People with cancers of the head or neck seem to have better survival odds if they have private health insurance, research hints.

Head and neck cancers include cancers of the mouth, throat, nasal cavity, salivary glands and lymph nodes of the neck. Most cases are linked to smoking, with excessive drinking being the other major risk factor.

But while those habits may raise the odds of developing head and neck cancers, the new findings, reported in the journal Cancer, suggest that insurance coverage influences the odds of surviving.

Researchers found that among more than 1,200 patients treated at the Pittsburgh Medical Center between 1998 and 2007, those with private insurance had better survival rates than those with no insurance, as well as patients on Medicaid or Medicare disability.

Medicaid is the federal health insurance program for the poor; Medicare disability covers people younger than 65 who cannot work because of a serious disability or illness.

In this study, patients who were uninsured or on Medicaid were 50 percent more likely to die than privately insured patients. Those on Medicare disability had a 69 percent higher risk of dying -- with factors such as age, race, income and smoking and drinking history taken into account.

Instead, the poorer survival seemed to be partly explained by later diagnosis. People without private insurance generally had more-advanced cancer by the time they saw a doctor, according to the researchers, led by Joseph Kwok of the University of Pittsburgh Cancer Institute.

It's possible, they write, that these patients are less likely to get screened for head and neck cancers, or may have to delay treatment after a diagnosis.

The findings are based on 1,231 patients who underwent treatment for some form of head and neck cancer. Of the 547 patients with private insurance, 145 died during the study period; of 128 patients who were on Medicaid or were uninsured, 50 died; of 81 on Medicare disability, 39 died.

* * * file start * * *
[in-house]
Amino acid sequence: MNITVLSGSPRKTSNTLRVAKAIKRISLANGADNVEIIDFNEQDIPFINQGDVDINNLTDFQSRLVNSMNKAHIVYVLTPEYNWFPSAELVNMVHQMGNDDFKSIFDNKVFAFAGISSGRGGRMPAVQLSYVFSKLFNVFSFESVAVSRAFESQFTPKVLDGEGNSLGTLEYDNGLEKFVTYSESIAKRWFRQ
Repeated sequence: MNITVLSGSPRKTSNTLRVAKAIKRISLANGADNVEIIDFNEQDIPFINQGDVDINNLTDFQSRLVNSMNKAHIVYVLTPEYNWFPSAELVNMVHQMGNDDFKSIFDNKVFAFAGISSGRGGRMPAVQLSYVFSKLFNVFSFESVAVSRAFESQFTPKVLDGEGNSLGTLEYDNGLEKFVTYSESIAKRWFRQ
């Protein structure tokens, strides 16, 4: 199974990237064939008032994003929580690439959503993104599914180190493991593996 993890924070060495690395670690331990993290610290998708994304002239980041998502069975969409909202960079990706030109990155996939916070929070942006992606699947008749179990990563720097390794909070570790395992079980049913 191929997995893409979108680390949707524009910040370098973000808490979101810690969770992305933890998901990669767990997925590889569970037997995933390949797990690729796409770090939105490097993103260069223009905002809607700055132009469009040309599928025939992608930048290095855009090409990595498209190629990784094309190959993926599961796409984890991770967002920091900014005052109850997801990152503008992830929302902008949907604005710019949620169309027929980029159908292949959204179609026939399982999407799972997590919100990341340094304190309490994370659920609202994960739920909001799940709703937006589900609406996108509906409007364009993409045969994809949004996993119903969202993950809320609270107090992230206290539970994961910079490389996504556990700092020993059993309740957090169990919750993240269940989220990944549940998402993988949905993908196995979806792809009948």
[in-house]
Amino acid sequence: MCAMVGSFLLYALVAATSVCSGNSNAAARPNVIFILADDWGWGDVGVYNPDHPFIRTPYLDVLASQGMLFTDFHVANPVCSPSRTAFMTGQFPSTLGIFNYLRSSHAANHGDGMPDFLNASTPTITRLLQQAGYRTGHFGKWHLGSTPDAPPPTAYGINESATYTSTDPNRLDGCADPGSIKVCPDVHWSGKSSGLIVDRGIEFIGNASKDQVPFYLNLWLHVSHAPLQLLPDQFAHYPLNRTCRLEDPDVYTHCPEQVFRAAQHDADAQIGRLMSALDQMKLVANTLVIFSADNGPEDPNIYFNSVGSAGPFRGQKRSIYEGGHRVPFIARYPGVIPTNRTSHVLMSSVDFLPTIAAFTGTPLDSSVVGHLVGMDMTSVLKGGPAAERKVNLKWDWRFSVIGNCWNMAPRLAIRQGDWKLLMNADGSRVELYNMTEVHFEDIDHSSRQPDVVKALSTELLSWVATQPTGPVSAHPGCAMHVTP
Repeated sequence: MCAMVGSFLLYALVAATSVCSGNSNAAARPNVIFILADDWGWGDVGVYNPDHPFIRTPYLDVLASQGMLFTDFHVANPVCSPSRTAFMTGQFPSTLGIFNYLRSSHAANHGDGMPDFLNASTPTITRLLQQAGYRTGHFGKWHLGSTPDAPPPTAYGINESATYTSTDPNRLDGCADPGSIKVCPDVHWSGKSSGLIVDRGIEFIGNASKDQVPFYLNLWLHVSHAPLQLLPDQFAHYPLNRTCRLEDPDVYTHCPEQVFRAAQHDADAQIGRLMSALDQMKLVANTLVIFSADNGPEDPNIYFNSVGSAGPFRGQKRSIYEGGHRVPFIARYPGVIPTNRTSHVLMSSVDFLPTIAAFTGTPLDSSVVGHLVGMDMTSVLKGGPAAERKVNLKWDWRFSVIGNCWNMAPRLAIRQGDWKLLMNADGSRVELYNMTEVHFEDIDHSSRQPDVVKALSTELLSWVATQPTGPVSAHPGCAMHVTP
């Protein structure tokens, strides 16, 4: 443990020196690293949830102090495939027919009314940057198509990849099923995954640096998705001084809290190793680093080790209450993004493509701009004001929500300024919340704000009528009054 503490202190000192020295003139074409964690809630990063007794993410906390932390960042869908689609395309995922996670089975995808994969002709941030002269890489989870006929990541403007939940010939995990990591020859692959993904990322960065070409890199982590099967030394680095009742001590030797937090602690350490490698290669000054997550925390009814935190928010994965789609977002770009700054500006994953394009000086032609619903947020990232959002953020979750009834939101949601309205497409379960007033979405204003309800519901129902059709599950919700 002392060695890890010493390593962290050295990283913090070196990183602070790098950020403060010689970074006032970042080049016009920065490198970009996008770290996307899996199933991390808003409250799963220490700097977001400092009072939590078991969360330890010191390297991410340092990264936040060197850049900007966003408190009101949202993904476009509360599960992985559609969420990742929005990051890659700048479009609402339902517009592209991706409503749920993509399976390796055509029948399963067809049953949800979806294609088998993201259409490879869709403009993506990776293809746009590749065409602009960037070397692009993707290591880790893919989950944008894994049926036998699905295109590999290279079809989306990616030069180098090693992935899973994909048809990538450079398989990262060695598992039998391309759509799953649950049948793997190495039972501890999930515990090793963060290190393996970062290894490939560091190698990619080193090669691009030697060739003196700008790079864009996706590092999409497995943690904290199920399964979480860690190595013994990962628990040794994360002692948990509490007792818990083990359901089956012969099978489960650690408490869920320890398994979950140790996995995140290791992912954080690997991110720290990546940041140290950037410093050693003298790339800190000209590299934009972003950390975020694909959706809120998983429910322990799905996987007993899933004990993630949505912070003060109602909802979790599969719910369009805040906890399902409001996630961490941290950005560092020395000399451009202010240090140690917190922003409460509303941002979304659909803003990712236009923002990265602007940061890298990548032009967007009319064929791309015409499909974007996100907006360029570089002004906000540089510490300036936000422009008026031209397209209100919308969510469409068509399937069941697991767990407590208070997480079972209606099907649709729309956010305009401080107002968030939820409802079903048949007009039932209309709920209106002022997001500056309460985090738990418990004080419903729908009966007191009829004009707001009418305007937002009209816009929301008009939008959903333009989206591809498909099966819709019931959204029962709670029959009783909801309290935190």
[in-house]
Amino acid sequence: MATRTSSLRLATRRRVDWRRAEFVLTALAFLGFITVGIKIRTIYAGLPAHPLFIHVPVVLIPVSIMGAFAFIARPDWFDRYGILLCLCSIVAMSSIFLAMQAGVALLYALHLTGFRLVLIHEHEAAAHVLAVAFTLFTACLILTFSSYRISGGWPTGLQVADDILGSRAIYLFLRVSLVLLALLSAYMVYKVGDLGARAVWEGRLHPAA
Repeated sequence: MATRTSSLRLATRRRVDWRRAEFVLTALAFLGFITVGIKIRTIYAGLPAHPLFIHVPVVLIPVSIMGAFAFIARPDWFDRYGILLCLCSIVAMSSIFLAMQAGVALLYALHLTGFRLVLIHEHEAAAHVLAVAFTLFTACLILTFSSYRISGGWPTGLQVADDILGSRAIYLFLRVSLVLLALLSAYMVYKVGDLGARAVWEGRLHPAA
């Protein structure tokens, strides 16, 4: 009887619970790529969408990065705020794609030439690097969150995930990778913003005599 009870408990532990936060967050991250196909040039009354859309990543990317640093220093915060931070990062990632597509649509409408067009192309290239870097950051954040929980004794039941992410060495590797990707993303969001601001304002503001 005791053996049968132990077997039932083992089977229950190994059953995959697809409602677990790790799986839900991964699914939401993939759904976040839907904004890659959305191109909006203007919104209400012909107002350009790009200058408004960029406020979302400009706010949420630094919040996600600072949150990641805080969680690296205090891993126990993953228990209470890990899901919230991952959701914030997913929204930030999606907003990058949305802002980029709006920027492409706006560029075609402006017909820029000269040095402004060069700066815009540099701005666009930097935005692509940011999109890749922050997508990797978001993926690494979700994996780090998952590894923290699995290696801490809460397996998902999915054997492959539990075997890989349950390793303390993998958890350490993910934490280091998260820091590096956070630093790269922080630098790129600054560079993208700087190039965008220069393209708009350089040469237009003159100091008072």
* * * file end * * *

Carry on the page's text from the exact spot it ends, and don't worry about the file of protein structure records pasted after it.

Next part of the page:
Older adults covered by traditional Medicare had similar survival odds as patients on private insurance.

Later diagnosis appeared to be a major factor in the link between insurance and cancer survival, Kwok and his colleagues found.

Across cancer types, uninsured and Medicaid patients were at greater risk of having advanced cancer than their privately insured counterparts. For example, when it came to laryngeal cancer -- cancer of the voice box -- they were seven times more likely to be at an advanced stage at the time of diagnosis.

Even though Medicaid patients have insurance coverage, the researchers note, they -- like the uninsured -- may be less likely to have routine dental check-ups, which often catch signs of oral cancer early.

They also point to other barriers -- like transportation problems or getting time off from work to visit the doctor -- that may prevent some uninsured and Medicaid/Medicare disability patients from having any early cancer symptoms assessed, or from starting treatment after a diagnosis.

On a more positive note, Kwok's team did find that insurance had no influence over the risk of a cancer recurrence. That, they say, suggests that once patients begin treatment, they receive comparable care regardless of insurance status.

SOURCE: Cancer, November 20, 2009.